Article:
Oxfam has just brought out its latest report: “In the Public Interest: health, education, and water and sanitation for all”
The September 1st report looks at what has worked up to now when addressing these issues, what has not worked, how public society is picking up some of the pieces, but acknowledging the essential need of both governments of developing and developed countries to work together in order to increase their success.
Oxfam 2.jpg
“Change is possible, but it will take concerted action by developing country governments, supported, not undermined, by rich countries, and held to account by active citizens demanding their rights.”
As a conclusion to the report they write the following:
“Within a generation, for the first time in history, every child in the world could be in school.
Every woman could give birth with the best possible chance that neither she nor her baby
would die. Everyone could drink water without risking their lives. Millions of new health
workers and teachers could be saving lives and shaping minds.
We know how to get there: political leadership, government action, and public services,
supported by long-term flexible aid from rich countries and the cancellation of debt.
We know that the market alone cannot do this. Civil society can pick up some of the pieces,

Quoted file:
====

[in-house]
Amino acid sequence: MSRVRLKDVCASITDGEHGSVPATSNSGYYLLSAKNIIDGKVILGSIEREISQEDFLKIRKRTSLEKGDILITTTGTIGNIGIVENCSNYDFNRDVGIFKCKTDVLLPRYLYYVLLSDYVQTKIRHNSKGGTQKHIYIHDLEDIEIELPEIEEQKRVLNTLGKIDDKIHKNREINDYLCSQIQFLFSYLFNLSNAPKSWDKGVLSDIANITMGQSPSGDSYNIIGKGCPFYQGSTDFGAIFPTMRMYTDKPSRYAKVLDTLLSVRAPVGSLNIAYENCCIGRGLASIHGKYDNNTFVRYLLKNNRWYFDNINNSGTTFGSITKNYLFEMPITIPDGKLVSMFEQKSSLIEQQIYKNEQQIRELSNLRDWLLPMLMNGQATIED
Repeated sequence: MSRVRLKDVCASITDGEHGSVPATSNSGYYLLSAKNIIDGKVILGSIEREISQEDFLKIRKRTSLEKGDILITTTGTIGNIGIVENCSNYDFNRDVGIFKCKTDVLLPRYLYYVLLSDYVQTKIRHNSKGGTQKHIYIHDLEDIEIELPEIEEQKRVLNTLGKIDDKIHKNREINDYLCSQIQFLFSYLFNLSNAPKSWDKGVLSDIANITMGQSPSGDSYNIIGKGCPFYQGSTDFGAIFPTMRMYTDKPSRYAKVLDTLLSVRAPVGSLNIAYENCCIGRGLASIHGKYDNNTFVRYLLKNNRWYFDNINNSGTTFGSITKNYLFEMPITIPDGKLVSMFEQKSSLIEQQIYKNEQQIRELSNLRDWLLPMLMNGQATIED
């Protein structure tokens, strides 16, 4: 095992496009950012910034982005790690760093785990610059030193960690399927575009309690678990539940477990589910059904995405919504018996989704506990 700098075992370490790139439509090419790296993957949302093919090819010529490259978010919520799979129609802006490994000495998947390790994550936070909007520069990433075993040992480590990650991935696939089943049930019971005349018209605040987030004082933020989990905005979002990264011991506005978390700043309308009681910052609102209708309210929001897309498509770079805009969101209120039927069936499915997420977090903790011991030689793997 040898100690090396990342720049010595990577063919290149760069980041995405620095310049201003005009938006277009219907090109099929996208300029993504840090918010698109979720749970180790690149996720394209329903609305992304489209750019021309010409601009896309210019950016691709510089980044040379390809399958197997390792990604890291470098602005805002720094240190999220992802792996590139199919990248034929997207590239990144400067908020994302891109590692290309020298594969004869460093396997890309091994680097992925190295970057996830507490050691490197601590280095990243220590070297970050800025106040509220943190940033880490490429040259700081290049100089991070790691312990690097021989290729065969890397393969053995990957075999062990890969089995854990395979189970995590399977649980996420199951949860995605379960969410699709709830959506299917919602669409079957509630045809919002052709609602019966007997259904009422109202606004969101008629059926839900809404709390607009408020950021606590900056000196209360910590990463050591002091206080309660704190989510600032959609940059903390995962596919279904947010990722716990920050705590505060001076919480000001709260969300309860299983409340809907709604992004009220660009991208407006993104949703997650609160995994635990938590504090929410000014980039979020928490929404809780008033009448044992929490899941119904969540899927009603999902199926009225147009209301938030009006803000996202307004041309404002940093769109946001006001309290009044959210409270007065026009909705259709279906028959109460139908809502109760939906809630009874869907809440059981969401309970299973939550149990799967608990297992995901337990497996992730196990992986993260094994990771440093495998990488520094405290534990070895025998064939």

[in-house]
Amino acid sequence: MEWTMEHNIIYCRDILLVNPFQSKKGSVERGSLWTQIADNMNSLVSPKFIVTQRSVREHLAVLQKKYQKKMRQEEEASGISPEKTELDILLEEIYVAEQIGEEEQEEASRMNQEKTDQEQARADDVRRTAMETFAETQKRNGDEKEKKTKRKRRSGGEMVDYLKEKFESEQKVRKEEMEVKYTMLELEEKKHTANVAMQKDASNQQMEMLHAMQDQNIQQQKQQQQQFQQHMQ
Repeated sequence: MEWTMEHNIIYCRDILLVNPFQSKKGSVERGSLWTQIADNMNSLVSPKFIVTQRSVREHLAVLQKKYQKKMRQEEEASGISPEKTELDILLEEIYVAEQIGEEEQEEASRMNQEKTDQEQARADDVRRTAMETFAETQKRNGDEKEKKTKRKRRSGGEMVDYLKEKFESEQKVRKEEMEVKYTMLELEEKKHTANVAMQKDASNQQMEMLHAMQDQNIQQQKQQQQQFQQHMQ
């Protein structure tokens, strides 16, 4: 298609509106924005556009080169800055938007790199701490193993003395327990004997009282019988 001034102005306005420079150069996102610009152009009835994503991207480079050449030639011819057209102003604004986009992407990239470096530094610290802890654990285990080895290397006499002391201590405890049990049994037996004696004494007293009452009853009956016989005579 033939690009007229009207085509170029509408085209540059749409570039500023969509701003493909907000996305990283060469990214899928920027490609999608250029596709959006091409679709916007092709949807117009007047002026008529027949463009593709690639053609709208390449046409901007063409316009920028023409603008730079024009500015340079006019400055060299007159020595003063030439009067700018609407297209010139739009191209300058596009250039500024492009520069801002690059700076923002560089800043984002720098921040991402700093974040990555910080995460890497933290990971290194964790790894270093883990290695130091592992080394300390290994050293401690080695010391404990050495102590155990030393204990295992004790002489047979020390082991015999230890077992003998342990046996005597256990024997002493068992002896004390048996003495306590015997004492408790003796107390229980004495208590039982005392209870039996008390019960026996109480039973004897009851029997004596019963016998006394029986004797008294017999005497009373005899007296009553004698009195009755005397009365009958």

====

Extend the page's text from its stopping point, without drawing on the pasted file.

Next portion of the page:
but governments must act. There is no short cut, and no other way.
To achieve these goals, developing country governments must fulfil their responsibilities,
their citizens must pressure them to do so, and rich countries must support and not
undermine them.”
‘Poverty is not natural. It is man-made and it can be overcome and eradicated by the actions
of human beings. And overcoming poverty is not a gesture of charity. It is an act of justice.
It is the protection of a fundamental human right; the right to dignity and a decent life.
While poverty persists, there is no freedom.’
Nelson Mandela’s speech at launch of Make Poverty History campaign, Trafalgar Square, London, 3 February 2005
Take a closer look at the report.
About Oxfam.


No comments yet.

Leave a Comment


We use both our own and third-party cookies to enhance our services and to offer you the content that most suits your preferences by analysing your browsing habits. Your continued use of the site means that you accept these cookies. You may change your settings and obtain more information here. Accept